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ERIC Number: EJ892566
Record Type: Journal
Publication Date: 2010
Pages: 13
Abstractor: As Provided
Reference Count: 16
ISBN: N/A
ISSN: ISSN-1551-2169
Clarity in Multimedia: The Role of Interactive Media in Teaching Political Science Theories
Cunningham, Alan
Journal of Political Science Education, v6 n3 p297-309 2010
The field of political science has encountered a unique obstacle in its development. Contemporary political theory has diverged in opposite paths, becoming more conceptual and abstract as well as focused and concrete. The unfortunate result of this has been a lack of clarity in communicating political theory to a new generation of political science scholars. This article will seek to study the effects of multimedia technology, literacy, and innovations in the teaching and communication of foundational theories of political science. First, this article will ask why such ambiguity in modern political science theory still exists. Students, academics, and professionals alike still struggle to understand certain aspects of political theory including initial comprehension and retention of certain theories or paradigms. This article asks whether there is something inherently ambiguous about a certain field or if the issue is the communication and teaching of a field. Second, this article will examine multimedia tools and methods that have been recently developed and implemented in teaching and other areas. Third, focus will be given to cases in which multimedia innovations and methods have been put to use and what the results were of these instances. Finally, we will seek to form a conclusion on the effects of multimedia technology on the teaching and communication of political theory, eventually broadening the conclusion to fit various fields in the social sciences. The ultimate aim will be to determine whether or not academics and professionals stand to benefit from this study by using more up-to-date technologies and tools to more effectively communicate their fields of study and whether or not it has any effect on students' understanding and retention of information. (Contains 4 notes.)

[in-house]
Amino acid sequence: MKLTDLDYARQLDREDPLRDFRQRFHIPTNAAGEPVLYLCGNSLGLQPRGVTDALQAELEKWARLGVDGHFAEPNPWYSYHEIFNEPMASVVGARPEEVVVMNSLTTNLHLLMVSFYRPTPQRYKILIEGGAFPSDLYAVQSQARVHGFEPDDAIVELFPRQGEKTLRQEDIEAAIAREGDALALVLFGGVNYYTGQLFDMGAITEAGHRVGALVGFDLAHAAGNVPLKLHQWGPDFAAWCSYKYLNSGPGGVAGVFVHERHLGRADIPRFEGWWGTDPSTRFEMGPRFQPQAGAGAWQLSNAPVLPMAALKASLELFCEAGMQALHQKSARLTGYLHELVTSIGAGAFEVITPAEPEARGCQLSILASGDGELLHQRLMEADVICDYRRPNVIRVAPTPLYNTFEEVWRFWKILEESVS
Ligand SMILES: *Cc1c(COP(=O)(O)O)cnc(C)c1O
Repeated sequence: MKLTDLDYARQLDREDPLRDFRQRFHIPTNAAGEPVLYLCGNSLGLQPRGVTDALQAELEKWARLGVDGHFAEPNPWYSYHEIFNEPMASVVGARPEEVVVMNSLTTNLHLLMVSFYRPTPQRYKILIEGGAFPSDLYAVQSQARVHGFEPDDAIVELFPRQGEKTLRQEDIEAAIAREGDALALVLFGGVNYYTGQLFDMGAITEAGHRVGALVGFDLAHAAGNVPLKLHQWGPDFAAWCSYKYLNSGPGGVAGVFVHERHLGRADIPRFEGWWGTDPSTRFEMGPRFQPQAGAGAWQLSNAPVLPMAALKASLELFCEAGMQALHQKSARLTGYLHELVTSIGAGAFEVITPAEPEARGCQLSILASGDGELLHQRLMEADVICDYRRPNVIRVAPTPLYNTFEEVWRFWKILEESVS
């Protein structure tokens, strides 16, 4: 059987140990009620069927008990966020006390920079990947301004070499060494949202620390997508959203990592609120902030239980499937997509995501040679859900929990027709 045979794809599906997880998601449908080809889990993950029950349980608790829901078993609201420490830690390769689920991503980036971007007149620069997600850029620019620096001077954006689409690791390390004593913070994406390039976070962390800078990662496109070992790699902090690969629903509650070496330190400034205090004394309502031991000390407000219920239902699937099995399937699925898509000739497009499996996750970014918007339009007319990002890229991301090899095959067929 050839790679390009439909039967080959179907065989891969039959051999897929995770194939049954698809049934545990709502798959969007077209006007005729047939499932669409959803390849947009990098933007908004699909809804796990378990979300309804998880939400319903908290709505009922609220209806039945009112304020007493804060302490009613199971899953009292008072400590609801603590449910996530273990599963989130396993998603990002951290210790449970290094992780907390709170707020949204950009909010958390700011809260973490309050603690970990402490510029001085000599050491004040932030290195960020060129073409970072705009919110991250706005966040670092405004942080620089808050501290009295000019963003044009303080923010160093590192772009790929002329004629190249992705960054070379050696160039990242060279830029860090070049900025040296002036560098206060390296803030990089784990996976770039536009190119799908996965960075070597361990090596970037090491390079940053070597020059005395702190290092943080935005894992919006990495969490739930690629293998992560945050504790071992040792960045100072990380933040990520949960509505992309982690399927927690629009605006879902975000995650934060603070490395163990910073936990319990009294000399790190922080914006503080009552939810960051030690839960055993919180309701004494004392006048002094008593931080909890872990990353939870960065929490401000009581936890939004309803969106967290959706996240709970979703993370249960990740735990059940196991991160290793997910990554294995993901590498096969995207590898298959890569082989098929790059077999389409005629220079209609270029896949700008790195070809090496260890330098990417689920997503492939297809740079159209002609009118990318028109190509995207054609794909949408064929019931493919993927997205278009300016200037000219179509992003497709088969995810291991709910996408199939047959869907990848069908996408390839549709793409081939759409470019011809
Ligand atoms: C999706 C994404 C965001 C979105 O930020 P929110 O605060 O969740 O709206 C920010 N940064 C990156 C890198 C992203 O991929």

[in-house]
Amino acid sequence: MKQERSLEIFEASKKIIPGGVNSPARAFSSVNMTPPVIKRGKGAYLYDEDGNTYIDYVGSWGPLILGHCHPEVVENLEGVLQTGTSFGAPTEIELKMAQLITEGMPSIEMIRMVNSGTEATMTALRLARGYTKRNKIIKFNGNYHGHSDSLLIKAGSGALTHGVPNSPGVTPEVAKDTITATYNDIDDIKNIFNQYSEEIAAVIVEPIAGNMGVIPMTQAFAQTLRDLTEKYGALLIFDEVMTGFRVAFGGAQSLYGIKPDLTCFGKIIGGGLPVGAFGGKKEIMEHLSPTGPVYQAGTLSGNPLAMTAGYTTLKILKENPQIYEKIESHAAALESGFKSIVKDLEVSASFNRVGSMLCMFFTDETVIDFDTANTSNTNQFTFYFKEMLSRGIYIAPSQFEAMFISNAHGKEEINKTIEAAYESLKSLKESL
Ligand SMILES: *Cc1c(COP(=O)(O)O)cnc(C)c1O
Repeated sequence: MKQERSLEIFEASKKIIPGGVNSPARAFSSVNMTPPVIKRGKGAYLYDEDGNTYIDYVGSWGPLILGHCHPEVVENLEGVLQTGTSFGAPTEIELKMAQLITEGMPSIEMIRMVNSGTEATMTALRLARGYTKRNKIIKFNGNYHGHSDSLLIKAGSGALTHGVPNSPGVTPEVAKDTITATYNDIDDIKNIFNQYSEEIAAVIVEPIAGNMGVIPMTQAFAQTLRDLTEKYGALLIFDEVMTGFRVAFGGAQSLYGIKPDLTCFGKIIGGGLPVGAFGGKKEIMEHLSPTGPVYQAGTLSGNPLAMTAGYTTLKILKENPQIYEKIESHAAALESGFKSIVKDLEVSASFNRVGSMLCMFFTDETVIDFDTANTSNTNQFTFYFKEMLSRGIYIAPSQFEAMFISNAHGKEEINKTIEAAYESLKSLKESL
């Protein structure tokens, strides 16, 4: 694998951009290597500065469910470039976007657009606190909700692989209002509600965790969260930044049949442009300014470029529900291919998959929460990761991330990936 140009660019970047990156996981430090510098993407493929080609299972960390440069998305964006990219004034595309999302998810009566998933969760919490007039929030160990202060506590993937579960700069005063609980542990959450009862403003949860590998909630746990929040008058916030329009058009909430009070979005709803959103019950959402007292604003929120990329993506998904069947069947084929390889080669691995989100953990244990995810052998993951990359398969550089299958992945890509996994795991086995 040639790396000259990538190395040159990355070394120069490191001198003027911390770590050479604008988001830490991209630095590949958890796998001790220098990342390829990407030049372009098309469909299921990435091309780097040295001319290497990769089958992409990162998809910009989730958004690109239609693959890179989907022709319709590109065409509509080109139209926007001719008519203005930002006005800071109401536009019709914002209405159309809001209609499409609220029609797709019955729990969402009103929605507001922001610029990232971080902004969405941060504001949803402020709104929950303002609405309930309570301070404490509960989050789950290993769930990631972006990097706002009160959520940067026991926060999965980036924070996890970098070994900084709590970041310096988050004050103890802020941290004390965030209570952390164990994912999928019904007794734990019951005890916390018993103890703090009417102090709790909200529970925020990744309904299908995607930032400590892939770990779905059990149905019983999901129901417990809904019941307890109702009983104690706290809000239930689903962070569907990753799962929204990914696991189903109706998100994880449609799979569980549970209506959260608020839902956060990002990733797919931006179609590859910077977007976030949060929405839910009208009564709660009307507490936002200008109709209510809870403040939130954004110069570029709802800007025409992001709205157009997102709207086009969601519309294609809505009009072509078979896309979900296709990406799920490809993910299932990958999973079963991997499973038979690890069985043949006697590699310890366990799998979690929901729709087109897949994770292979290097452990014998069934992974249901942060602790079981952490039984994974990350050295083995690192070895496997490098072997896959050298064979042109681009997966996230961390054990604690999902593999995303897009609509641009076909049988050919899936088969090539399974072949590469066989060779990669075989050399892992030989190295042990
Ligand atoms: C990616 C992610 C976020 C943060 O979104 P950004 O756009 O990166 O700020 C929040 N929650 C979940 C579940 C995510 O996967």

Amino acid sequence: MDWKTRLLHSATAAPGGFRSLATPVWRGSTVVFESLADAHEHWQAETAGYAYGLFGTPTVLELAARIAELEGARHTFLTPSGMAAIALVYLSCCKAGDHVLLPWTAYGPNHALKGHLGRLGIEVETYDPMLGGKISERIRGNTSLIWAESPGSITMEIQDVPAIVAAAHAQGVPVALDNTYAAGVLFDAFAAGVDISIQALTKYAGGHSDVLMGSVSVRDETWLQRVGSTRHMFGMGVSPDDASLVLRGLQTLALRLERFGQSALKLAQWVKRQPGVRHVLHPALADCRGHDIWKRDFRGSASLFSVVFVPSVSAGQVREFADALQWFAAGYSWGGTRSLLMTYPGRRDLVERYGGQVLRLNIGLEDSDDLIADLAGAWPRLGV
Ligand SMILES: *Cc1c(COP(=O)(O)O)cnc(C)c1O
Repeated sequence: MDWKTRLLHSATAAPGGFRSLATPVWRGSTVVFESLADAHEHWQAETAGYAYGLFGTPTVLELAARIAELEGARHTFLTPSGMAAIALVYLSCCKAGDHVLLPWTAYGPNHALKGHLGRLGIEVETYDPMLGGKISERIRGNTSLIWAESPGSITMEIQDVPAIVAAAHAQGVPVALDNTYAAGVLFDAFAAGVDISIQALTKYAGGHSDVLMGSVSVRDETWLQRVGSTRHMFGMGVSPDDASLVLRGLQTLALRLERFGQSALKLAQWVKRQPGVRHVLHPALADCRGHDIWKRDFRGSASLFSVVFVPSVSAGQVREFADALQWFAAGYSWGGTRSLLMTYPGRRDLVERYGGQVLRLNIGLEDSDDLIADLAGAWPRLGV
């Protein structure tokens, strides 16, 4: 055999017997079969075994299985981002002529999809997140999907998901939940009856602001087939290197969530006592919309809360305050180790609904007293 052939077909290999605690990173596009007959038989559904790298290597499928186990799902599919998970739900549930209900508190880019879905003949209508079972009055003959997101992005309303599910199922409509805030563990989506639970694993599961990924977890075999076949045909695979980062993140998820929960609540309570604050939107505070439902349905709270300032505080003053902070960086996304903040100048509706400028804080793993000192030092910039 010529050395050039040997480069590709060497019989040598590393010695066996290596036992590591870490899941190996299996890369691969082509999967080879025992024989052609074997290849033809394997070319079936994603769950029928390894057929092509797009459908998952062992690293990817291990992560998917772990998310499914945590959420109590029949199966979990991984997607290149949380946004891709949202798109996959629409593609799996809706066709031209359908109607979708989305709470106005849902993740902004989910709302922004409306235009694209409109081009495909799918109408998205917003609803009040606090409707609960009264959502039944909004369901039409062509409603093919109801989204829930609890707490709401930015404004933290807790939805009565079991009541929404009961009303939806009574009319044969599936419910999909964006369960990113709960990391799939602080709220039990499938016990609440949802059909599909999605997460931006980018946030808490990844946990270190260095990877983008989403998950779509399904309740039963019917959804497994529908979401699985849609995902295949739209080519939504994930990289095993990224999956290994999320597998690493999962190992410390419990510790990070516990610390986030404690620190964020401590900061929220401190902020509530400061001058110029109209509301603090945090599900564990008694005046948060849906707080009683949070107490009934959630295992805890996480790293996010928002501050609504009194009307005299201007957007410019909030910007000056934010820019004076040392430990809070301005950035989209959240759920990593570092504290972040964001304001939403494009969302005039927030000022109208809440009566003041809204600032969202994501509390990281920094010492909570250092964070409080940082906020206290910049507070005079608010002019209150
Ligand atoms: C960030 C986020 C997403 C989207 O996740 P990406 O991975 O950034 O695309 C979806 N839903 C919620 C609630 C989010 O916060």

Taylor & Francis, Ltd. 325 Chestnut Street Suite 800, Philadelphia, PA 19106. Tel: 800-354-1420; Fax: 215-625-2940; Web site: http://www.tandf.co.uk/journals
Publication Type: Journal Articles; Reports - Evaluative
Education Level: Higher Education
Audience: N/A
Language: English
Sponsor: N/A
Authoring Institution: N/A